Next, we measured the unbinding forces in the presence of 1 mM ADP. Similarly to the nucleotide-free conditions, the native myosin V distribution exhibited two peaks (3.8 pN for the W-component and 8.5 pN for the S-component) (Figure 2(c)), while a single peak at 3.4 pN was observed with the single-headed MV-S1 (Figure 2(d)). Applying the same interpretation as for the nucleotide-free state, the W-component of the bimodal distribution corresponds to single-headed binding, while the S-component indicates double-headed binding; in the ADP-bound state, similarly to the nucleotide-free state, both single- and double-headed binding occur. However, the absolute value of the W-component of the distributions, as well as that of the single peak of MV-S1, is smaller in the ADP state than in the nucleotide-free state, indicating that the binding of ADP decreases the stability of the actomyosin V bond. Interestingly, the absolute value of the S-component only slightly exceeds twice that of the W-component, unlike the nucleotide-free conditions. This may indicate that ADP binding decreases head-to-head communication, making the two heads of a dimer work more like two separate, independent heads; another possibility is that the ADP-bound head is more adaptive to external load than the head without a bound nucleotide, thus the manner of how load is exerted on the heads is largely the same in both the single- and the double-headed molecules. Judging from the area of the W- and the S-components in both the nucleotide-free and the ADP-bound states, we conclude that dimeric myosin V binds actin with both heads at least as easy as with a single head, which contradicts the conclusion based on the electron microscopy data  that the two-headed binding of myosin V to actin is structurally unfavorable in the absence of nucleotides, unlike the ADP-bound state.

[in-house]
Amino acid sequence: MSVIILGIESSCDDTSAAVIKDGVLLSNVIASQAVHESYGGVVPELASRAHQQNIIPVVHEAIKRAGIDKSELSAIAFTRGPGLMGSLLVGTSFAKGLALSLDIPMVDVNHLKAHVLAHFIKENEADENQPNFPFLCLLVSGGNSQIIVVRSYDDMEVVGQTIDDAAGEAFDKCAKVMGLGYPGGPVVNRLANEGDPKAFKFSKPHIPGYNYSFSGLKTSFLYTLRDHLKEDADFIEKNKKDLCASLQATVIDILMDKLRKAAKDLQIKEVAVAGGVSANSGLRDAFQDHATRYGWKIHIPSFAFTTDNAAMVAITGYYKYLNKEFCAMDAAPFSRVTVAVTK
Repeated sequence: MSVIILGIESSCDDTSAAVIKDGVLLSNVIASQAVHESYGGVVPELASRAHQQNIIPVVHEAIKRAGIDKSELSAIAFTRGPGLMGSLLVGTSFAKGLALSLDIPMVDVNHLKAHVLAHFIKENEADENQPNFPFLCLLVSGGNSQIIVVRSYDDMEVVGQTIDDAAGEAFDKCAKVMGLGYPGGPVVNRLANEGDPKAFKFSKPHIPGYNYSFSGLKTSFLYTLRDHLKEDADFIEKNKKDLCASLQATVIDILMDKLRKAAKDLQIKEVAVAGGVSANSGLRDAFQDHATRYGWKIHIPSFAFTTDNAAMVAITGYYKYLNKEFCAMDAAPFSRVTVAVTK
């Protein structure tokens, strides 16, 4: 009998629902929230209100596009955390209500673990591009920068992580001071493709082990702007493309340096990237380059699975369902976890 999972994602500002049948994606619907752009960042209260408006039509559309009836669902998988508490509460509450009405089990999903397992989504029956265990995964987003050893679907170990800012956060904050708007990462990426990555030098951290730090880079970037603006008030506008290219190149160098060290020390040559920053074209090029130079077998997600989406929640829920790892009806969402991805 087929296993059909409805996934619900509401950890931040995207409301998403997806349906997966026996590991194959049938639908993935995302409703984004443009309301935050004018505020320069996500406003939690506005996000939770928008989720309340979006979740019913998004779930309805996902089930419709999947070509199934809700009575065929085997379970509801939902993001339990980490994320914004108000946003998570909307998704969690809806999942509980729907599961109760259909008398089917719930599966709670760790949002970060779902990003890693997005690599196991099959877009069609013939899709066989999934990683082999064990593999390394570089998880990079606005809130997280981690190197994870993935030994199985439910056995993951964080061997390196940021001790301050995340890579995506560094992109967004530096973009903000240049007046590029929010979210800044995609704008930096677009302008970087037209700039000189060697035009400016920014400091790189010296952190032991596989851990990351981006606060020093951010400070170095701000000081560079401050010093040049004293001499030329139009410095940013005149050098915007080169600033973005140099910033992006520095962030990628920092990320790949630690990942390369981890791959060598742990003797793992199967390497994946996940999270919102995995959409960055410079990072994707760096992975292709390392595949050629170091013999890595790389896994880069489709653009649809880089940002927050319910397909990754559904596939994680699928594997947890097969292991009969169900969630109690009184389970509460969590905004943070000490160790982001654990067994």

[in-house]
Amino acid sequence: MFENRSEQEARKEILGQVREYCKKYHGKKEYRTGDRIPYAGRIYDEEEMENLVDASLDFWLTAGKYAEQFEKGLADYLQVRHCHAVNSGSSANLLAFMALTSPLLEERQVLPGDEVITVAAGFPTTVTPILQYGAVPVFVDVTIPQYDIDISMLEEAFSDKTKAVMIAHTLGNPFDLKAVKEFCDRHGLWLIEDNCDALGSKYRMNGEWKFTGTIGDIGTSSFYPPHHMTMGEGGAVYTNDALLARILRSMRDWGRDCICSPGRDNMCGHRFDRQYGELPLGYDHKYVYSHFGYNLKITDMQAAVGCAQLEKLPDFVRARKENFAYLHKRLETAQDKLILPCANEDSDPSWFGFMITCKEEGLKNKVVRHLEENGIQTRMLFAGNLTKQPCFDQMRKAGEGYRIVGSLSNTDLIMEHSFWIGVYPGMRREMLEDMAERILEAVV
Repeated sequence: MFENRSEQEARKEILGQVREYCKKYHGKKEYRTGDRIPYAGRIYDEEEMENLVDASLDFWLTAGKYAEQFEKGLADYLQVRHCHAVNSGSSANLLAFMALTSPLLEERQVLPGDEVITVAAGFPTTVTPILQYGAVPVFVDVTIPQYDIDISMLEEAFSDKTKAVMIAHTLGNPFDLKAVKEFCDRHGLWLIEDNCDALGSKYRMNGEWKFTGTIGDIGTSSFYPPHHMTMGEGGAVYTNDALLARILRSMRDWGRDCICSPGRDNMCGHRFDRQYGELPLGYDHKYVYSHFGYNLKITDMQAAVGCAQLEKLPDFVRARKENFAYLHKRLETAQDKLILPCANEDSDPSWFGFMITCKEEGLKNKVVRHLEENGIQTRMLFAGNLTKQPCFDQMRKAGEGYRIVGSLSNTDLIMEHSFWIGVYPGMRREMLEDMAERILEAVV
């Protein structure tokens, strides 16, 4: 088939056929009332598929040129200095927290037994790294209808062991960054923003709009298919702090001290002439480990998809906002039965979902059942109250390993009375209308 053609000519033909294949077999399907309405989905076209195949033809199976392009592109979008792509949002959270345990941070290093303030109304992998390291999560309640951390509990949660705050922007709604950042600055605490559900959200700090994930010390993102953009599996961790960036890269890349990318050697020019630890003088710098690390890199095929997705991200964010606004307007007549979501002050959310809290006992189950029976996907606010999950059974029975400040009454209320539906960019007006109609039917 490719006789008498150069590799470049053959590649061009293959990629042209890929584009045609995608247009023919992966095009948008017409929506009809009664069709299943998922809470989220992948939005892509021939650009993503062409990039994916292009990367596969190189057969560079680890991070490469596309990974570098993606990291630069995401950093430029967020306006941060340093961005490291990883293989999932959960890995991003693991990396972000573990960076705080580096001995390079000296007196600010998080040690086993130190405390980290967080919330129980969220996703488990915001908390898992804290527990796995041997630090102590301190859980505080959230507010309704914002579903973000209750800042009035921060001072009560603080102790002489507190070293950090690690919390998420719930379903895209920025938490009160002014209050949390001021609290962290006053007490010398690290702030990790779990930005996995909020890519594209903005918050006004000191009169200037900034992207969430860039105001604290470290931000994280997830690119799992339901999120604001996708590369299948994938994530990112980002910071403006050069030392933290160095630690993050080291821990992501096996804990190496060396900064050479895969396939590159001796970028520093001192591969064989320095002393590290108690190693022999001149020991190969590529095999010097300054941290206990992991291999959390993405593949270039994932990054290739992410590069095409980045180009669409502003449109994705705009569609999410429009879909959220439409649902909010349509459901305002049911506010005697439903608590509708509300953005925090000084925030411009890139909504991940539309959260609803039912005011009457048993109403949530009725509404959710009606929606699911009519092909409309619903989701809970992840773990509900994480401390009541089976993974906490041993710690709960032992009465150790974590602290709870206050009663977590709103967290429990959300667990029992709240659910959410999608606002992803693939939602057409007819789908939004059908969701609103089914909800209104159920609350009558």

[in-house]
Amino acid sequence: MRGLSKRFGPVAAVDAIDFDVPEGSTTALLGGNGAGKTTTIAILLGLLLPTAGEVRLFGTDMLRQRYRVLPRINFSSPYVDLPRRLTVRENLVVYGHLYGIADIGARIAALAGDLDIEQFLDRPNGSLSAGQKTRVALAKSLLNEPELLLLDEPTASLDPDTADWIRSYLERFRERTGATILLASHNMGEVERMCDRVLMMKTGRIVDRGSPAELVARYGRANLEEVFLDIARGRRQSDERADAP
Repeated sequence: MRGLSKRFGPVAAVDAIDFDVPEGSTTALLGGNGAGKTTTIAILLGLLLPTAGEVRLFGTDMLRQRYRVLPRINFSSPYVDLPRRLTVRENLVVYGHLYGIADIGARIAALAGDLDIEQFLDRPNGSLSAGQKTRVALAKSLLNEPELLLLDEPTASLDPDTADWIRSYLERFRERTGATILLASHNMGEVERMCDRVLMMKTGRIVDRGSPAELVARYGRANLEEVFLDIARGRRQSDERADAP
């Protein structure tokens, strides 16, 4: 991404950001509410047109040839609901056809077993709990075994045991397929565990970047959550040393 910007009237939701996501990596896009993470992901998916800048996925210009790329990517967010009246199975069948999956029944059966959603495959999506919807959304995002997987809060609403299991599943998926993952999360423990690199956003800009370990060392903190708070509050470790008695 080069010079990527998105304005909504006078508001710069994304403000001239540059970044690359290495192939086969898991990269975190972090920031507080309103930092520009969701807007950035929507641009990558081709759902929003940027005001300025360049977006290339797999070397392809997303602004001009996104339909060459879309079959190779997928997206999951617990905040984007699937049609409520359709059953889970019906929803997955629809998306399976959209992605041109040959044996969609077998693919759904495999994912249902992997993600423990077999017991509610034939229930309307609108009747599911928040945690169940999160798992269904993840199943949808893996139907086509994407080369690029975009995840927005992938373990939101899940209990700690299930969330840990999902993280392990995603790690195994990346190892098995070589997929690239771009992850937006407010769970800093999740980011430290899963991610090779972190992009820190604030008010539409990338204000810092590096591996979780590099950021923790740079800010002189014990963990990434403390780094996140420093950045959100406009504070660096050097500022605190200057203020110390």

In addition to the absolute values of the unbinding force, the raw traces, as shown in Figure 1(b), also provide information on the relation between the applied load and the extension of the actomyosin complex (Figure 3(a)). As this relation is almost linear, the elasticity of the actomyosin complex can thus be estimated (note that the spring constant thus obtained does not contain the contribution from that of actin filaments, because it must be at least an order of magnitude larger). The spring constant plotted against the unbinding force showed two different populations in both the nucleotide-free (Figure 3(b, top)) and the ADP-bound (Figure 3(c, top)) states. The average unbinding forces for these two populations, summarized in Table 1, correlate well with the values of the two peaks in the Gaussian distributions (Figure 2(a, c)), confirming that they correspond to the W- and S-components. The analysis of the data revealed that in both nucleotide states the stiffness of the actomyosin complex in the S-population exceeds that of the W-population more than two-fold (Table 1), which confirms that the W-to-S transition is induced by the binding of the second head.